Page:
LIS WIEHL, FOX NEWS LEGAL ANALYST: I’m in total agreement with Diva here, absolutely. That’s crazy.
I mean, and the California law that’s fining people $500 is instigated by, what, a kindergartner who didn’t make it to class, a -- they’re barely out of pull-up pants, and you’re going to fine the parents because they can’t -- the kid doesn’t get to class? You’re talking about working parents.
CAVUTO: Well, what if the kid is consistently late?
WIEHL: This is -- but that wasn’t the case.
CAVUTO: I grant you.
STERN: And I want to say something. If -- yes, if the child is consistently late, I think it is the school’s responsibility to call the parents in and have a conference with them.
CAVUTO: Well, how do we know that wasn’t done here? I’m not excusing it. I’m just trying to understand its rationale.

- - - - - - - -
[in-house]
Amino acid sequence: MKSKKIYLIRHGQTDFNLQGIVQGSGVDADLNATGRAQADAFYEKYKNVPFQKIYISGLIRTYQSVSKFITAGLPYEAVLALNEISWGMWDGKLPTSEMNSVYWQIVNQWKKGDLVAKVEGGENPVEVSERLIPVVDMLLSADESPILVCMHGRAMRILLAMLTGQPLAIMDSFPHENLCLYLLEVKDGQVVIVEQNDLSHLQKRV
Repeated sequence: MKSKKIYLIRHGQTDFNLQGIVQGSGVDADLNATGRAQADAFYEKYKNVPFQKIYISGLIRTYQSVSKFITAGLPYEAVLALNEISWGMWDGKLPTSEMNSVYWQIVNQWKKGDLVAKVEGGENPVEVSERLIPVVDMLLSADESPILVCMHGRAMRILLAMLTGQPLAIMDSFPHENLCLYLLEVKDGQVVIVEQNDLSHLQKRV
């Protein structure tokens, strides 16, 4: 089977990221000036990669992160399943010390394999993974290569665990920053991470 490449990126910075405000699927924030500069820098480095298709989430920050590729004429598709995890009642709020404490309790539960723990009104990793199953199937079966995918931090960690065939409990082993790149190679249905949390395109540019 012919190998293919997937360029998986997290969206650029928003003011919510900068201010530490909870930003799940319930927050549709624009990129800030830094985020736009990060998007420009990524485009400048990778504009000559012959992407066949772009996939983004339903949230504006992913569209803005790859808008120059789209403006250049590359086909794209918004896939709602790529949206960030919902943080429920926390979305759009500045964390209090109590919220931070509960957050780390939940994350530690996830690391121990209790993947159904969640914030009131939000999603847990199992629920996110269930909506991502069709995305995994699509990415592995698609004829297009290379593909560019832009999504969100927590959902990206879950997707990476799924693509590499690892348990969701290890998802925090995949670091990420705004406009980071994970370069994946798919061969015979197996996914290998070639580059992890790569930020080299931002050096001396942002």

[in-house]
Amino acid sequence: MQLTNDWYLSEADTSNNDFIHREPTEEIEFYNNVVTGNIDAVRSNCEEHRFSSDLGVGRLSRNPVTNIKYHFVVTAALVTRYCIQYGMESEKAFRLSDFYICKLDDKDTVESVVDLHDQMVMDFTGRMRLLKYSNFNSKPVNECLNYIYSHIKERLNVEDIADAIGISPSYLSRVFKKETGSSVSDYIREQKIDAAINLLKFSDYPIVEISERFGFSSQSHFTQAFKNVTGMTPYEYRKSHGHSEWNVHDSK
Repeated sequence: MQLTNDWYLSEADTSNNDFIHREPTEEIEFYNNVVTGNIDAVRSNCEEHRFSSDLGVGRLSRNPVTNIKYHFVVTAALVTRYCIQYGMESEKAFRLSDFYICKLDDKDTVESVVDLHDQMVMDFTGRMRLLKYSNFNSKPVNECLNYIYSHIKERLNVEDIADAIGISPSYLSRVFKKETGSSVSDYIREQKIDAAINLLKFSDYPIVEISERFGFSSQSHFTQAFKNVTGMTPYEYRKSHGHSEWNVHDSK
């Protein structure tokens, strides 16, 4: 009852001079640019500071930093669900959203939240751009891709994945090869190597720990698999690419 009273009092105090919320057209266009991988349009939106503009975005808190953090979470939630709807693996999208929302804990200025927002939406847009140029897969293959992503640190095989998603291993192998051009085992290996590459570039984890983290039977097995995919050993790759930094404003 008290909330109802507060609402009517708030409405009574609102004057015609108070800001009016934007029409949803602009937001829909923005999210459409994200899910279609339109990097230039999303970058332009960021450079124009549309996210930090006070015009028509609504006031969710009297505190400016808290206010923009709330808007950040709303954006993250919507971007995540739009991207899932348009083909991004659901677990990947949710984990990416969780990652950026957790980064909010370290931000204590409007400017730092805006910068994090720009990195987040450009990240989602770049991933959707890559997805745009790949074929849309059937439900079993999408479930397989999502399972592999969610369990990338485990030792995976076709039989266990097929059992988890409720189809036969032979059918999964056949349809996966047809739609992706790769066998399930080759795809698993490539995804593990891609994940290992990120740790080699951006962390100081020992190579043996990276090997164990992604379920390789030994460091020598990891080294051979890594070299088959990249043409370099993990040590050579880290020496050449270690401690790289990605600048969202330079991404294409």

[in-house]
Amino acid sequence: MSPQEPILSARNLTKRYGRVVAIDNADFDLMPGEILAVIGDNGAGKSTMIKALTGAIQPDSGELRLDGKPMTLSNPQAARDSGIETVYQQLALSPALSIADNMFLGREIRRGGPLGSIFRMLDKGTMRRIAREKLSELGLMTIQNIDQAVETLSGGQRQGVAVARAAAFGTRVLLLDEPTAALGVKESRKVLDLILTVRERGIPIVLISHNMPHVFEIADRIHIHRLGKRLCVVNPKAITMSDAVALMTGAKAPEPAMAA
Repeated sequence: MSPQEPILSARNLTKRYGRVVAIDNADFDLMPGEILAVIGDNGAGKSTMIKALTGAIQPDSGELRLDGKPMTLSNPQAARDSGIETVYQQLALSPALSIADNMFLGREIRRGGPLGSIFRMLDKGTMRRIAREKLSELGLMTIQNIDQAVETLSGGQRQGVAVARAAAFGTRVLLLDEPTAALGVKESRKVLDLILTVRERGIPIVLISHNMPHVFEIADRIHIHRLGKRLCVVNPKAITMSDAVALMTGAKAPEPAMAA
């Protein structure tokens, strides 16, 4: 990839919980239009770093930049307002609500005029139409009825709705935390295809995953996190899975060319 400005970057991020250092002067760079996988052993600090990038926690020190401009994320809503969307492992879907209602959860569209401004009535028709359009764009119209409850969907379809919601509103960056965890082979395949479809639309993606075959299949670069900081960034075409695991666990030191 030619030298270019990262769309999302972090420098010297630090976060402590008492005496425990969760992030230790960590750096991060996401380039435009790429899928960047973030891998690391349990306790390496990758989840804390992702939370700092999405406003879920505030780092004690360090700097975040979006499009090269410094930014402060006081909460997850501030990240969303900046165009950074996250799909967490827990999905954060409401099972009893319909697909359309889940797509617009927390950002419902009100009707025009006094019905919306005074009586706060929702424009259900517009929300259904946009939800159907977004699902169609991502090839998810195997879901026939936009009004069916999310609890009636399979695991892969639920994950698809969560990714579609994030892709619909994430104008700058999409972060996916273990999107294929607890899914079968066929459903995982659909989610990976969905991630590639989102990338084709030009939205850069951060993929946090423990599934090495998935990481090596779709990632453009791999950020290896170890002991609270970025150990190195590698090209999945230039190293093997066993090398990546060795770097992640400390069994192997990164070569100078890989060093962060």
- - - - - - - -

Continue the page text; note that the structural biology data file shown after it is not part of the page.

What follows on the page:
WIEHL: Because here are the options in this little quiz that we have here that came in. You know, call the parents, one, or call the district attorney and have charges brought against the parents.
And with the California law is, oh, skip calling the payments. Let’s just -- let’s just call them into the district attorney. That is really going to help? And as my eighth grader, who is home sick today -- I hope I am not fined for that -- said to me, she said...
(CROSSTALK) CAVUTO: Oh, she’s so faking it.
WIEHL: She did ask for a play date this afternoon. I said, no, you have been home sick.
CAVUTO: It’s a beautiful day here. All right. We are watching her.
(LAUGHTER) WIEHL: Watching you.